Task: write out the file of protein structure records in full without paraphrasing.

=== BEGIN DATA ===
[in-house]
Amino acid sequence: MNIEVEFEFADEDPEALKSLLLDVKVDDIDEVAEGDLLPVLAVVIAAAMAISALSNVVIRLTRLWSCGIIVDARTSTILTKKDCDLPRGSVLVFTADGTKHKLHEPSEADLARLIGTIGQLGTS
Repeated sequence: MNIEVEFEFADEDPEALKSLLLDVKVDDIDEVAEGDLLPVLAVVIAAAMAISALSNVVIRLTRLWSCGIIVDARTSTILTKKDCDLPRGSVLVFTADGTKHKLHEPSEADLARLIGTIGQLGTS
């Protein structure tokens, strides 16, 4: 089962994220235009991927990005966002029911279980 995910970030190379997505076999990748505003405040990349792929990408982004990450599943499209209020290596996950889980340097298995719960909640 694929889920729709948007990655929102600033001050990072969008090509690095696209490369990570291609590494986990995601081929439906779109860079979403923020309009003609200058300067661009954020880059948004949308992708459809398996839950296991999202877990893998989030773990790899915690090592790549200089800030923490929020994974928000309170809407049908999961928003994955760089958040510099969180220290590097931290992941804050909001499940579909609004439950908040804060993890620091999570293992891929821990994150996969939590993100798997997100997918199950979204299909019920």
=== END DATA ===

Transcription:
[in-house]
Amino acid sequence: MNIEVEFEFADEDPEALKSLLLDVKVDDIDEVAEGDLLPVLAVVIAAAMAISALSNVVIRLTRLWSCGIIVDARTSTILTKKDCDLPRGSVLVFTADGTKHKLHEPSEADLARLIGTIGQLGTS
Repeated sequence: MNIEVEFEFADEDPEALKSLLLDVKVDDIDEVAEGDLLPVLAVVIAAAMAISALSNVVIRLTRLWSCGIIVDARTSTILTKKDCDLPRGSVLVFTADGTKHKLHEPSEADLARLIGTIGQLGTS
């Protein structure tokens, strides 16, 4: 089962994220235009991927990005966002029911279980 995910970030190379997505076999990748505003405040990349792929990408982004990450599943499209209020290596996950889980340097298995719960909640 694929889920729709948007990655929102600033001050990072969008090509690095696209490369990570291609590494986990995601081929439906779109860079979403923020309009003609200058300067661009954020880059948004949308992708459809398996839950296991999202877990893998989030773990790899915690090592790549200089800030923490929020994974928000309170809407049908999961928003994955760089958040510099969180220290590097931290992941804050909001499940579909609004439950908040804060993890620091999570293992891929821990994150996969939590993100798997997100997918199950979204299909019920």